The basic premise of Doctor Sleep is that a tightly knit group of vampires called the True Knot are scouring the country for children who have the psychic power Dick Hallorann called "the Shining." Instead of blood, these vampires feast on what they call "steam," which is the substance released from these special children when they die. Throughout the bulk of Doctor Sleep's story, the True Knot are perilously low on steam and, as a result, are susceptible to illness and death.

The leader of the True Knot, a horrid woman known as Rose the Hat, discovers the presence of a very powerful source of "steam," a girl named Abra Stone, who has a "shine" brighter than they have ever seen. If they can just find her and harvest her "steam," it will solve their problems for the foreseeable future.

So that's the basic concept. The Shining dealt with a similar idea. The ghosts of the Overlook Hotel wanted to harvest Danny Torrance's powers for their own benefit, but if that was the last time we saw this same plot in a Stephen King novel, I wouldn't comment further, but it isn't.

We have actually seen this exact story at least twice beforein Black House and The Dark Tower V: Wolves of the Calla.

Black House (a Dark Tower tie-in novel and "sequel" to The Talisman) is about a demon kidnapping a boy with a gift remarkably similar to "the Shining" in order to use what must be his "steam" to feed the psychic abilities of "the breakers," psychics (with another version of "the Shining," I assume) enslaved to "break" the beams holding the Dark Tower in place. Wolves of the Calla tells the story of the same creatures from Black House stealing kids with psychic powers from a town called Calla Bryn Sturgis for the same reasons.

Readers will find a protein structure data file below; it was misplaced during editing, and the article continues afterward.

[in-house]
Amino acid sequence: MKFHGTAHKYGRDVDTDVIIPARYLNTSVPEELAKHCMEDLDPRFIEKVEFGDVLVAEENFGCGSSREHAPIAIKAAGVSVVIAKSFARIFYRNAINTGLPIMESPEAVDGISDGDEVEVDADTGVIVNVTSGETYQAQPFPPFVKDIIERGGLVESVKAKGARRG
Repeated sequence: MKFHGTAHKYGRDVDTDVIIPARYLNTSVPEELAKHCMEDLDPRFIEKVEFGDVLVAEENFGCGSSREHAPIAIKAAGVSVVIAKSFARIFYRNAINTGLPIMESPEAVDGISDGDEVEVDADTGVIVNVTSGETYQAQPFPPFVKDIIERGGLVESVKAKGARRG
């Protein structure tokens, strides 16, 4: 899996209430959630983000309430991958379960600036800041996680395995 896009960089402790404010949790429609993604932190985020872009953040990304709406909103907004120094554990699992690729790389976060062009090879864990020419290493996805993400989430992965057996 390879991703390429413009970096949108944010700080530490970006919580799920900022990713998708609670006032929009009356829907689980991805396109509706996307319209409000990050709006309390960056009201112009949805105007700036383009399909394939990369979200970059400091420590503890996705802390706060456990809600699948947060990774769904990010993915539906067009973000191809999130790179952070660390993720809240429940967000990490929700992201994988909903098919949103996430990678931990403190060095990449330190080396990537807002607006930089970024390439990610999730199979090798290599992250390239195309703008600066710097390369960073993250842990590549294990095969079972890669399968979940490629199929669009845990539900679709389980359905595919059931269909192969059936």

While Stephen King has confirmed many of his books are part of the Dark Tower series ('Salem's Lot, The Stand, The Talisman, It, The Eyes of the Dragon, Insomnia, Rose Madder, Desperation, The Regulators, Bag of Bones, Black House, From a Buick 8, Hearts in Atlantis (specifically the novella "Low Men in Yellow Coats," among several others), he never, to my knowledge, included The Shining in that list, although I always suspected it had to fit in there somehow, and Doctor Sleep is a way for King to do that, but based on my reading of it, Doctor Sleep never directly touches on the Dark Tower, although all the elements are there in an unrealized fashion, which is, in my opinion, either a failure of the imagination or a catering to those who are only familiar with The Shining and no other King works.

So how does Doctor Sleep work as a sequel? It works fine enough, but as I've been dancing around in this post, such a question misses the mark. The real question readers should be asking is how does it function in the scope of the rest of his work. Unfortunately, for me, it comes too close to the edge of Dark Tower territory without actually crossing over, leaving a huge narrative hole that could have elevated this story from simply an entertaining rehash to an important read.